We covered the recently released beta for Opera 12 last week and it was awesome. So many new upgrades and updates made it feel like an entirely new beast. Mozilla thought it time to give us a taste of Firefox 13 as well with the recently released beta adding some exciting new features for the Firefox faithful.
The first big change is what Mozilla has done to tabs. The new tab page has slots available for nine pages that will list your nine most frequently visited sites. It’s a nice feature that’s been a long time coming considering Chrome and Opera have had the same feature for a long time now. The new tab page isn’t the only new feature for tabs though as Mozilla is introducing “tabs on demand.” It’s a feature that brings up all of your previously opened tabs in the same slotted tab page if Firefox ever crashes. That way you don’t have to deal with Firefox trying to open all of your tabs at once. You can now pick and choose which tabs you want to open.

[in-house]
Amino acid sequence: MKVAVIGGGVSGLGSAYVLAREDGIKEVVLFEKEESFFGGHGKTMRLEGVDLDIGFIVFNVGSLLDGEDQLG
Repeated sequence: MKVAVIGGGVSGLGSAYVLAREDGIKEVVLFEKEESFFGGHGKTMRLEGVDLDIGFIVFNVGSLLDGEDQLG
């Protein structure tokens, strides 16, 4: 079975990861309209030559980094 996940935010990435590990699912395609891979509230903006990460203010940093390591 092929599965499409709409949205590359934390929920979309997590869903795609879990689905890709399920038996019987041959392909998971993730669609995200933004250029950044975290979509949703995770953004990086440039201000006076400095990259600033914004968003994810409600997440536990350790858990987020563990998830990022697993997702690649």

The other new addition is the new and improved home page. It’s not really new in terms of anything major, but it does add quick links to all the important Firefox features on the default home page. So now you can access your downloads, bookmarks, history, add-ons, sync and settings all from the default home page. While I don’t mind going up into the menus, I’m sure some people will find this to be convenient.
As pointed out by Wired, Firefox has integrated SPDY into Firefox for the past few versions now. It’s not been set to be on by default though until this version. SPDY is a protocol that should make your Web browsing faster. There are already other advanced tweaks available to make browsing super fast in Firefox, but turning on SPDY by default should improve loading times for the average user.
The biggest batch of updates for Firefox 13 are in the developer tools though. For those that love playing around with Firefox, you’re going to love these updates. The first update sees 72 changes coming to Page Inspector, HTML panel, Style Inspector, Scratchpad and Style Editor. Another big feature is the addition of ECMAScript 6 Map and Set objects support. It’s currently experimental so be careful.
For the full list of updates and descriptions, check out the release notes for the beta. I highly recommend trying it out. I’ve been using it for a while and it seems pretty stable. It may not be the big reason to come back to Firefox, but it’s the kind of thing you’ll want if you’ve never left.